Sunday, May 13, 2012
Duty Calls by Sandy Mitchell
Duty Calls by Sandy Mitchell is yet another book from the mighty dollar spinner rack at Half Price Books. Fortunately for me, its another winner. Like several books I've bought from the spinner rack though, this one takes place in the middle of a larger series. Unlike some series though, I didn't feel at a loss or that I was missing vital background or details.
Duty Calls uses first person for most of its tale through the viewpoint of Ciaphas Cain, a commissar with quite an interesting outlook for the grim future of 40K. There are a few breaks between chapters that help fill in the blanks though as these are told almost in a memoir style. Overall it works very effectively in providing a broader view of the setting and the events that take place there.
The book is well written in that it flows quickly, was easy to read, and easy to enjoy. It ends in a logical spot even though there are vast potential other bits that could be tackled and probably have been in the series. At this point though there was no Kindle version and the Black Library ebooks tend to be higher than I enjoy paying for so I'll keep looking at the Half Price Books and its mighty dollar spinner rack.
In terms of gaming though, there were some things that nudged their way into my brain. Note, there will be specific spoilers for some parts of the book so if those aren't up your alley, read no further.
1. The five senses. Cain is a man whose aide is a man of intensely odorous smells and manners. This repetition helps enforce it. In doing so, the author brings up a great use of smell. The description for how the Tyranids move and how it sounds is another good example of the senses. When describing enemies or the landscape or the locals, don't forget that while the sights are important, the other senses can be just as useful in conveying mood and tone. Is the floor even? Does the room stink of old meat? Is there the buzzing of insects? In terms of smell, sometimes it can be so powerful that people can taste it.
2. Repetition. Sandy Mitchell makes excellent use of variance in repetition on several factors including the smell of Cain's aide, as noted above. When trying to enforce something, the Dungeon Master's tools include repetition. It also serves as as reminder of the familiar when the reposition brings home the things the players enjoy.
3. Reputation. One of the most interesting things about Cain is that he's not quite the typical hero of such a story. He knows his weak points. He knows his issues. He does not claim to be brave or a leader, but because his history has placed him with a reputation, he has to maintain it in order to keep the benefits that it brings him including troops morale, trust, and cooperation. Everyone wants to keep on the good side of a competent and dangerous Commissar.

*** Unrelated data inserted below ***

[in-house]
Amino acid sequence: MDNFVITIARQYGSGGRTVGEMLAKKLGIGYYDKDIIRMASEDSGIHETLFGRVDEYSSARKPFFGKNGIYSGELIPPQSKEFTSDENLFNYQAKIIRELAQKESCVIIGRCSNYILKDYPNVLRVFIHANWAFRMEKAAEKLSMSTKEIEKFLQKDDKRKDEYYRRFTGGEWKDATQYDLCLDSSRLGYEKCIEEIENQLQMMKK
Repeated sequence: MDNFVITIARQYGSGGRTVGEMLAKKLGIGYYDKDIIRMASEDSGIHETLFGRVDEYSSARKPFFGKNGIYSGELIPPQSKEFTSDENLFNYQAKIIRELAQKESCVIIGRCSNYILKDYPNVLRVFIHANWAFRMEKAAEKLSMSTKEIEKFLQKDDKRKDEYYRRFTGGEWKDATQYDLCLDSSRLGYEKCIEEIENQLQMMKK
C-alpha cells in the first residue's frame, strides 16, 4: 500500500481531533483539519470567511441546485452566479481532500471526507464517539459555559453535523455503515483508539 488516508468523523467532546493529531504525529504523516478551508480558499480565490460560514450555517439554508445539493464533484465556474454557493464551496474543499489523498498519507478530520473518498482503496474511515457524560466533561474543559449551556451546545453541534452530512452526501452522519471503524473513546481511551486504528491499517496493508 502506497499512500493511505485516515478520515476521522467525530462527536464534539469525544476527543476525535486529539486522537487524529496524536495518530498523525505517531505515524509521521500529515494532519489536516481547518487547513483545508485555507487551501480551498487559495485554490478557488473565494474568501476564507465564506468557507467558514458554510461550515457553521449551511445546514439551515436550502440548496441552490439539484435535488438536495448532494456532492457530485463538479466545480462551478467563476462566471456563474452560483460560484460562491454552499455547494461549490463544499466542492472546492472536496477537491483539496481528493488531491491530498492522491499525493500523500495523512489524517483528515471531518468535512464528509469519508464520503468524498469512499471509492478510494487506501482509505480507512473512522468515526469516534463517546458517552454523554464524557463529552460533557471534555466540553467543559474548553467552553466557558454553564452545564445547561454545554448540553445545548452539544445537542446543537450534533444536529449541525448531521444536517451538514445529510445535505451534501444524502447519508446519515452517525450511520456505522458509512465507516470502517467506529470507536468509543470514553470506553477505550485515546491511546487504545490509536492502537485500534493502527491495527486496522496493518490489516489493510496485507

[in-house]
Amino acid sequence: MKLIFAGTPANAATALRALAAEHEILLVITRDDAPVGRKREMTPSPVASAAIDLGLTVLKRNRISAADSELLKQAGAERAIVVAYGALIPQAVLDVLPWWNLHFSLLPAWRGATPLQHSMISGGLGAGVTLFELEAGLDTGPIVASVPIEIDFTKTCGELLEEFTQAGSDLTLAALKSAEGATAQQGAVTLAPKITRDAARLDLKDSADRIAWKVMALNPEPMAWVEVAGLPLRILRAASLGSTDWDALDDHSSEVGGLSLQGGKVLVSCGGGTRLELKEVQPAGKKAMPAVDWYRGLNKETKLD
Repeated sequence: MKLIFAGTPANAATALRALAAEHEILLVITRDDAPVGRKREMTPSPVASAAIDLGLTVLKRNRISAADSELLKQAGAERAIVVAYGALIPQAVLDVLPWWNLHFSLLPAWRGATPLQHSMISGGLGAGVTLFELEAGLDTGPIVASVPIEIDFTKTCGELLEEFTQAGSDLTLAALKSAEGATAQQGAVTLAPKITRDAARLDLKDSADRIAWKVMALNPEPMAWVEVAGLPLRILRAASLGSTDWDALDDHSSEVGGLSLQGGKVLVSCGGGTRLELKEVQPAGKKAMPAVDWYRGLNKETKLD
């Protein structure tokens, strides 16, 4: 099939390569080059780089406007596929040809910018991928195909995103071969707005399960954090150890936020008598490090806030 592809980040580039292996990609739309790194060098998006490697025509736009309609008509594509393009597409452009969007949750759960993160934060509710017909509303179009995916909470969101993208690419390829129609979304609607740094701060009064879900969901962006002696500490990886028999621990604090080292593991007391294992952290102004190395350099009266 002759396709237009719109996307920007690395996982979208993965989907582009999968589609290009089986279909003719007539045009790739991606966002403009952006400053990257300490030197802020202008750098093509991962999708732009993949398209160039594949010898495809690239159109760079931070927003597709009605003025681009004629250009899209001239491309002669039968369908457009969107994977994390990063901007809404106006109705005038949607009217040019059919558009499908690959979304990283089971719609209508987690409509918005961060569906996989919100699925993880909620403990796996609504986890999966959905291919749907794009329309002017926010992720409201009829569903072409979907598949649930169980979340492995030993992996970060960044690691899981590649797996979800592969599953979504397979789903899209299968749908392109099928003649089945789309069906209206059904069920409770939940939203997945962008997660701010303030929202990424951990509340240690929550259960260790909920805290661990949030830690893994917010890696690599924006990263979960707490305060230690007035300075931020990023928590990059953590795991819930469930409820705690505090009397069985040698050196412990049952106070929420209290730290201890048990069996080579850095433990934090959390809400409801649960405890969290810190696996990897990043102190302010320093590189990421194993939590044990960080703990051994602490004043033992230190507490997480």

4. Allies. One of the interesting things that Sandy does here, is weaves the Inquisition of 40K into the more militant guard duty and makes it all fit. Cain's ally, or boss, or part time comrade or however you want to look at it, opens up different venues that Cain has to follow. This prevents all of the tale from being only about hunting down the bugs and makes it part investigative as well. In Role Playing Games, there are often organizations, factions, guilds, and other elements, that specialize in a venue of the setting that the players may not normally be involved in. Having some cross over with those organizations allow the Dungeon Master to pull the players in directions that they may not normally have went into. This is particularly useful if the game tends to have a narrow focus and you don't want the players to grow too bored or comfortable in their familiar environments.
5. Multi-Layered Issues: While Cain is doing his work for the Inquisition on one side, others in that faction are trying to assassinate him. While that is going on, the planet he is stationed on is under attack by Tyranids. While that is going on, the local population has to be watched because that are agents of Chaos within it and oh yeah, the Tyranids have GeneStealers and other methods of infiltrating the planet. Sandy brings all of these elements together in a manner that makes sense at the end with a villain whose presence has been felt, but not revealed until the end. As a Game Master, trying to keep track of multiple elements can be challenging, but tools like Flow Charts can be helpful in determining which route the players take and what may happen if they take another path.
6. Bio-Mass: One of the things interesting to me about the Warhammer 40K setting is how they do the Tyranids. While they are a biological murder machine, they need bio-mass to keep creating more monsters to keep accumulating more bio-mass to.... yeah, it's pretty circular. One of the things about taking all that matter though, is that means there are generally no corpses left behind from such an attack. In a fantasy campaign, while I'm sure it wouldn't be hard to create fantasy equals of these monsters, if you already have something like the Undead, would you need to? When remote forts, towns, villages, and throps start winding up empty, the Undead would be an easy hook to explain it. All those who are killed become part of the enemy. The consequences of the battle don't necessarily stop with the cleaning of the weapons.
I enjoyed Duty Calls and hope that I can keep finding the gems in the old Half Price dollar rack as I work my way through the library.